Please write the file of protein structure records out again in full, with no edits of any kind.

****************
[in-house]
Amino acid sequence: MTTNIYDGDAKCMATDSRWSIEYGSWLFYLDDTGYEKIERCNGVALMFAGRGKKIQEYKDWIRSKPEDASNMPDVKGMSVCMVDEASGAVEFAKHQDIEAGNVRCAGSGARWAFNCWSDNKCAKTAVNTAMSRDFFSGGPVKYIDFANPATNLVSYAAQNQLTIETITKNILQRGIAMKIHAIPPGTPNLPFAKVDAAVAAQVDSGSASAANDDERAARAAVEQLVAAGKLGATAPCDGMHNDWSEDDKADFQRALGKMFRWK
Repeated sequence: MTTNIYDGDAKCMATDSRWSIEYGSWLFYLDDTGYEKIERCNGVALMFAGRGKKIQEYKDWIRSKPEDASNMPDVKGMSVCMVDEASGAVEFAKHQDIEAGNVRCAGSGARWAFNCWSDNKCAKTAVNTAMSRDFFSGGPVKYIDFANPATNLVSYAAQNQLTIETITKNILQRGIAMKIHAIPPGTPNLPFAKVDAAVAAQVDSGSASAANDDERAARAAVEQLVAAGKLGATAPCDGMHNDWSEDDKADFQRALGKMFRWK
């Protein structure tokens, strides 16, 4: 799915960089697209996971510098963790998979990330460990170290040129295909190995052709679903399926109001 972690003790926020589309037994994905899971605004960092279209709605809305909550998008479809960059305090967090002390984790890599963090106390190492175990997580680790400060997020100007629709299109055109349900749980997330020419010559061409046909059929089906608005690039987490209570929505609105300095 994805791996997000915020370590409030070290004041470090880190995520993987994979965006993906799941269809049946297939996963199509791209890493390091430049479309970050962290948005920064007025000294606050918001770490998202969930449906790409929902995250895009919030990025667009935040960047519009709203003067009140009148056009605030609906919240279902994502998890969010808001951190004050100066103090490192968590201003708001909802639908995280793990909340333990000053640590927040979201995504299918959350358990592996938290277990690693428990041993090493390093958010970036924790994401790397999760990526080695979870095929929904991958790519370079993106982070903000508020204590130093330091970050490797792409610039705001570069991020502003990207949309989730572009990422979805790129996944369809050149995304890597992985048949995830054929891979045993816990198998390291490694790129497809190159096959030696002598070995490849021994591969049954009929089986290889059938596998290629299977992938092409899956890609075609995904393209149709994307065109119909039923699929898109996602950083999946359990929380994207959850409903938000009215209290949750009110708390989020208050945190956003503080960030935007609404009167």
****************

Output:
[in-house]
Amino acid sequence: MTTNIYDGDAKCMATDSRWSIEYGSWLFYLDDTGYEKIERCNGVALMFAGRGKKIQEYKDWIRSKPEDASNMPDVKGMSVCMVDEASGAVEFAKHQDIEAGNVRCAGSGARWAFNCWSDNKCAKTAVNTAMSRDFFSGGPVKYIDFANPATNLVSYAAQNQLTIETITKNILQRGIAMKIHAIPPGTPNLPFAKVDAAVAAQVDSGSASAANDDERAARAAVEQLVAAGKLGATAPCDGMHNDWSEDDKADFQRALGKMFRWK
Repeated sequence: MTTNIYDGDAKCMATDSRWSIEYGSWLFYLDDTGYEKIERCNGVALMFAGRGKKIQEYKDWIRSKPEDASNMPDVKGMSVCMVDEASGAVEFAKHQDIEAGNVRCAGSGARWAFNCWSDNKCAKTAVNTAMSRDFFSGGPVKYIDFANPATNLVSYAAQNQLTIETITKNILQRGIAMKIHAIPPGTPNLPFAKVDAAVAAQVDSGSASAANDDERAARAAVEQLVAAGKLGATAPCDGMHNDWSEDDKADFQRALGKMFRWK
């Protein structure tokens, strides 16, 4: 799915960089697209996971510098963790998979990330460990170290040129295909190995052709679903399926109001 972690003790926020589309037994994905899971605004960092279209709605809305909550998008479809960059305090967090002390984790890599963090106390190492175990997580680790400060997020100007629709299109055109349900749980997330020419010559061409046909059929089906608005690039987490209570929505609105300095 994805791996997000915020370590409030070290004041470090880190995520993987994979965006993906799941269809049946297939996963199509791209890493390091430049479309970050962290948005920064007025000294606050918001770490998202969930449906790409929902995250895009919030990025667009935040960047519009709203003067009140009148056009605030609906919240279902994502998890969010808001951190004050100066103090490192968590201003708001909802639908995280793990909340333990000053640590927040979201995504299918959350358990592996938290277990690693428990041993090493390093958010970036924790994401790397999760990526080695979870095929929904991958790519370079993106982070903000508020204590130093330091970050490797792409610039705001570069991020502003990207949309989730572009990422979805790129996944369809050149995304890597992985048949995830054929891979045993816990198998390291490694790129497809190159096959030696002598070995490849021994591969049954009929089986290889059938596998290629299977992938092409899956890609075609995904393209149709994307065109119909039923699929898109996602950083999946359990929380994207959850409903938000009215209290949750009110708390989020208050945190956003503080960030935007609404009167």